Most of my entire life, family and friends (and sometimes strangers) have told me "You're so creative! I wish I could do that!" My early attempts at creativity were, of course, coloring books, and I felt so proud the day I was able to control the crayon well enough to keep the colors within the Bugs Bunny outline (I'm kind of sorry now that I started coloring within the lines). Years later, my great-grandmother (Old Grandma, to distinguish her from Grandma, who lived in the same house) taught me embroidery. And at some point, my mother attempted to teach me to knit. I loved to write stories, too. Back in my high school days, I joined the Society for Creative Anachronism, which necessitated making medieval garb. I fearless plunged in and cut and sewed and embellished, often sewing at the ancient electric Singer, on the floor, operating the foot control with my knee. As I got older, and probably during college, I felt the creativity dry up, contained within the constructs of academic papers and analysis. I still sat on the floor, sewing medieval costumes, but I stopped writing. Knitting never really stuck with me. I still embroidered (see "sewing medieval costumes"). And I took up spinning and weaving. Eventually the handwork insinuated itself back into my life (I'm knitting again and sporadically spinning). And within the last year or so, I've explored painting and photography, mostly as a way to inject creativity into my knitting. I started working through The Artist's Way, and for about 4 weeks, wrote Morning Pages almost every morning. I could feel a shift in what I wrote and how I used language. One day, at a loss for what to write, I whined to my Morning Pages journal "[Creative writing] got squashed, too, mostly from college and having to write academic papers. What would I write about--how would I tell a story? Do I have a story in me?" And looking at mixed media piece I had completed a few days earlier:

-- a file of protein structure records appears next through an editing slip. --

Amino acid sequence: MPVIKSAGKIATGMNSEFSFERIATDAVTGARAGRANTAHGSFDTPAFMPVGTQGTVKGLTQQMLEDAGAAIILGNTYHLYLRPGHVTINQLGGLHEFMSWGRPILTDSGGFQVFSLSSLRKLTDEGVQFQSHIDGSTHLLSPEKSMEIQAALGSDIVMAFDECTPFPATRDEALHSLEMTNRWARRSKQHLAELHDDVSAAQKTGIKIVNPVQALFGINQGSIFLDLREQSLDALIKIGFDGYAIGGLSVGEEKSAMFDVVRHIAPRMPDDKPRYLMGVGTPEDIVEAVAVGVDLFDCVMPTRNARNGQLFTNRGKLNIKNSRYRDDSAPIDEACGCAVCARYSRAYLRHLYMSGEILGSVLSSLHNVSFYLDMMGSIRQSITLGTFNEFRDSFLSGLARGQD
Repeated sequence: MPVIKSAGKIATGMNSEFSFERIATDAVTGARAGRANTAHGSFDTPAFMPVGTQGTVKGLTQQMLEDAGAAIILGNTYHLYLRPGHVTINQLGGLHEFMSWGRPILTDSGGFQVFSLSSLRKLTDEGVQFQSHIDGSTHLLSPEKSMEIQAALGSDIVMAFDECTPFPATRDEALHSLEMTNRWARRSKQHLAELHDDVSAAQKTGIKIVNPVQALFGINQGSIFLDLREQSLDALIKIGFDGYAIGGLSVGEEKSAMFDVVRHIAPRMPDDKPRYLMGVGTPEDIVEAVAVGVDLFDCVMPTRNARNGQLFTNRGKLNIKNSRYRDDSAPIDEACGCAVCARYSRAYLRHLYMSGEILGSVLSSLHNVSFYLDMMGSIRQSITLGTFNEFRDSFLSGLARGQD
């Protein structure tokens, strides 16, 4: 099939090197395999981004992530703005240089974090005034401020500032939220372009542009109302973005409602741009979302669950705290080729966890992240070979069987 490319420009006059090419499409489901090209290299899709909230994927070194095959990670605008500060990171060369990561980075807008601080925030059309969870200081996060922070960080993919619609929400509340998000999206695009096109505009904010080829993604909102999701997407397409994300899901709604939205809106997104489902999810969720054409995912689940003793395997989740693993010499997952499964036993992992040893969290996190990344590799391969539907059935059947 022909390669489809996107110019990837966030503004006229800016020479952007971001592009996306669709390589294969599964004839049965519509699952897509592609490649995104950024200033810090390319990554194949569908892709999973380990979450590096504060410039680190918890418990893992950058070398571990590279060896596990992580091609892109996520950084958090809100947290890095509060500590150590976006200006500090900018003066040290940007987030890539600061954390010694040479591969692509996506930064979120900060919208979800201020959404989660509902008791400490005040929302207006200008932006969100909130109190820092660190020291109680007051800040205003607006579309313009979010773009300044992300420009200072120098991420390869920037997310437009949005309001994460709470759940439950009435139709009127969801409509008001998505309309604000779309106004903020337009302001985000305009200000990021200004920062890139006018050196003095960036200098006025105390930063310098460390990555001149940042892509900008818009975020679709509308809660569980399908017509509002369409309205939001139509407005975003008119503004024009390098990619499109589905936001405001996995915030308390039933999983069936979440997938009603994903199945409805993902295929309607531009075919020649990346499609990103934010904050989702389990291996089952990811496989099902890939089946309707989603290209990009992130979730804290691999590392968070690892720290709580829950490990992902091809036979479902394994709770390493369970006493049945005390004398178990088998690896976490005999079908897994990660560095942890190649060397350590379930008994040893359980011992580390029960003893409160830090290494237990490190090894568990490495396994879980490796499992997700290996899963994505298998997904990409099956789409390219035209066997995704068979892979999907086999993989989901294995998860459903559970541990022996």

Once upon a time there was a fish, a beautiful fish with a luxuriant tail and burnished copper scales that flashed as the fish swam. The fish lived in an ocean of turquoise and blue, with an orange sky and pink sun above. And every day the fish would swim to the surface of the ocean and gaze at the orange sky above and wonder what it would be like to swim in the orange sky, like the butterflies dancing over the waves. And the butterflies, every day, would skim the turquoise ocean and see the fish below and wonder what it would be like to soar through the cool, cool water.
One day, the fish could no longer stand the curiosity and swam as fast as a fish could swim and burst out of the turquoise ocean and swam in the clear ocean air toward the pink sun. And the butterflies, seeing the fish so, flew as fast as butterflies could fly and flew down, down, down into the turquoise ocean.
And each saw the world of the other and understood the essence of being a fish and the essence of being a butterfly. And at the end of the day, as the pink sun was setting and the blue moon was rising, the fish with the burnished copy scales landed softly in the turquoise ocean, floating on the surface, curiosity satisfied. And the butterflies swam to the surface and floated next to the fish. And each described the wonders of their travels to foreign places to the other. And each, as they returned to their rightful place in the world, had a new appreciation for all that they had. ~~The End
My reaction to story was "Wow--where did that come from?" As I was writing that story, I got tears in my eyes and wanted to cry, in good way. I am finally finding and reclaiming my artist's voice.